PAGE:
Being yourself is very important to me, y’know, I’m not Tom Waits – I don’t inhabit any character. However, I do think you need to crank up the volume on whatever personality you have. Some of the angrier songs, it will be a full-on performance, and you want people to remember the way that you are, so you dress in a more extravagant style and that to me is a nice way to create distance between what we do, which is pretty unusual really, going onto a stage and moving your body in a way that attracts people to the music. I don’t stand still, I want the energy and the excitement of the music to be transmitted through the way that I move on stage and obviously, sometimes that’s pretty extreme. When I get dressed up and prepare myself for stage, it’s almost a protective barrier so people don’t see the exact me. Anonymity is something that I prize; it’s a pretty unusual way of living and some people get caught up in that and become odd characters themselves and you meet some people who believe in the Rock ‘n’ Roll myth, so it’s nice to have some of that mythology on stage and dressing up, but it still needs to come from the music itself rather than a cliché. When I’m picking a suit or a hat, hopefully it adds to what’s going on rather than just walking on in tracksuit bottoms!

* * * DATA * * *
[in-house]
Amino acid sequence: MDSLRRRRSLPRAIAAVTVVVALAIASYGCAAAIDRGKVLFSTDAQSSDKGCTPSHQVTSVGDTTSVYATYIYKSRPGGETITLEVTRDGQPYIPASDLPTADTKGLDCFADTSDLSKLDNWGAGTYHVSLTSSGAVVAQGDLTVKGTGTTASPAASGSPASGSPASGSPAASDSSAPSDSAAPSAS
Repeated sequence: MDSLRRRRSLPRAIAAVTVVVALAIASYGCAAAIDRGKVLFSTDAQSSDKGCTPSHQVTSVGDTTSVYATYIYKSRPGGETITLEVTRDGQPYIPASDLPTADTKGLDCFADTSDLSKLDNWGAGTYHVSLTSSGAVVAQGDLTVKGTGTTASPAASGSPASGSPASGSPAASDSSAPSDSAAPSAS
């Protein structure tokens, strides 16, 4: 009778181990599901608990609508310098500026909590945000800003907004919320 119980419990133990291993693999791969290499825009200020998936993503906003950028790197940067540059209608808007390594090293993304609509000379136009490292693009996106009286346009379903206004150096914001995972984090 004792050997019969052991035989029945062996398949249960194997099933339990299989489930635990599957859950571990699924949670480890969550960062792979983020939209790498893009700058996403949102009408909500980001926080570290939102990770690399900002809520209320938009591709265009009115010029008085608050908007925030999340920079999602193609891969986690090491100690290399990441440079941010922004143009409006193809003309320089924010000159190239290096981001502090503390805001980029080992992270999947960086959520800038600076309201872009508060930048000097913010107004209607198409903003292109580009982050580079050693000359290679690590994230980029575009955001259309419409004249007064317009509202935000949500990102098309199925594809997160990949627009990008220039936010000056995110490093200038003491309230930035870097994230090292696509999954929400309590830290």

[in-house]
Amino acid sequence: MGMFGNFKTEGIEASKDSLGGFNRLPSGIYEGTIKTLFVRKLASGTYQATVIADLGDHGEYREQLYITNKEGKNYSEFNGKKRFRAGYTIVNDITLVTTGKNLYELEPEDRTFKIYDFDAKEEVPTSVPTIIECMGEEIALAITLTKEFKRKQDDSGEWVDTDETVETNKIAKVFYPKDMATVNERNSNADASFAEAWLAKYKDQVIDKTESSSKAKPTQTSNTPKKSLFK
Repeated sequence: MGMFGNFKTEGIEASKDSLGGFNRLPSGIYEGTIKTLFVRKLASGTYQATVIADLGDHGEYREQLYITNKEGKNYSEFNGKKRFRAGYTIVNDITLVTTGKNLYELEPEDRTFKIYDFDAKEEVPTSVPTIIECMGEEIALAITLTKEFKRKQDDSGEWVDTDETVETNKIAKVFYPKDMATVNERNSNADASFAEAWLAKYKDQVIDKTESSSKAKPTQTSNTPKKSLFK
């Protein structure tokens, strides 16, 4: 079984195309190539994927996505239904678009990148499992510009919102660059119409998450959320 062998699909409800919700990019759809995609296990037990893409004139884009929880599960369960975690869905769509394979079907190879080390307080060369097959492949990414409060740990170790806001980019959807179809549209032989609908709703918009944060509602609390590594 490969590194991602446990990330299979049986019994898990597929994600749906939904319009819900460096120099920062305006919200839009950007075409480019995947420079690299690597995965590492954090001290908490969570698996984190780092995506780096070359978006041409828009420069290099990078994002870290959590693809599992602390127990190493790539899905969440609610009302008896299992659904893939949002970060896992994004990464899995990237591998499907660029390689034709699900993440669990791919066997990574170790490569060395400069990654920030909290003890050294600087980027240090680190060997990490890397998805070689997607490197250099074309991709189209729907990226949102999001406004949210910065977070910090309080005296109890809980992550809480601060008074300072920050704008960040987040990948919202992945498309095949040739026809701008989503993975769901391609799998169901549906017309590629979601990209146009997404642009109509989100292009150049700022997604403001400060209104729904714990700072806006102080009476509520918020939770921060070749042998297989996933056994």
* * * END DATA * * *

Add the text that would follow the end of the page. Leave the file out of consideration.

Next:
Thanks for talking to us, Paul, and congratulations on the album.

By Charlotte Mellor